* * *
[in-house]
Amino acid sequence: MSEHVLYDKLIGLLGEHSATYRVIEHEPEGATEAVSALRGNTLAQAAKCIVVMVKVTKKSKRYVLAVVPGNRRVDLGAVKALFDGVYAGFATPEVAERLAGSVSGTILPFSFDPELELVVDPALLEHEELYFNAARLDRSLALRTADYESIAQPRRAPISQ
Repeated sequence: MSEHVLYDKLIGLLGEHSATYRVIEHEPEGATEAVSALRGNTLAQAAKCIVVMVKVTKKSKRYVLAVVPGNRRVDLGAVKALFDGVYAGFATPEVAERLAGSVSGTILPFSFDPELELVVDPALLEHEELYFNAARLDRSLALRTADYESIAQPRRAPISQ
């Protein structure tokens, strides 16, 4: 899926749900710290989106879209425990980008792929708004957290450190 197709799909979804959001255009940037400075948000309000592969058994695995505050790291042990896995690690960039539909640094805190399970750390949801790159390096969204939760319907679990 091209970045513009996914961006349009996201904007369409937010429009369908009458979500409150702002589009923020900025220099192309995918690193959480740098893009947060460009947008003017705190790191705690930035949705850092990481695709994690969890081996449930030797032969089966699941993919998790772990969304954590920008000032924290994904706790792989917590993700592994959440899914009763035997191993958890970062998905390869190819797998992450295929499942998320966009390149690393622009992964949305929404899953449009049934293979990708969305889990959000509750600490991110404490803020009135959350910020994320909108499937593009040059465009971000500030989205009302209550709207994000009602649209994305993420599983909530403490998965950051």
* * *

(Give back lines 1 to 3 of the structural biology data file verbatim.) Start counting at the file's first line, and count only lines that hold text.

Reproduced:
[in-house]
Amino acid sequence: MSEHVLYDKLIGLLGEHSATYRVIEHEPEGATEAVSALRGNTLAQAAKCIVVMVKVTKKSKRYVLAVVPGNRRVDLGAVKALFDGVYAGFATPEVAERLAGSVSGTILPFSFDPELELVVDPALLEHEELYFNAARLDRSLALRTADYESIAQPRRAPISQ
Repeated sequence: MSEHVLYDKLIGLLGEHSATYRVIEHEPEGATEAVSALRGNTLAQAAKCIVVMVKVTKKSKRYVLAVVPGNRRVDLGAVKALFDGVYAGFATPEVAERLAGSVSGTILPFSFDPELELVVDPALLEHEELYFNAARLDRSLALRTADYESIAQPRRAPISQ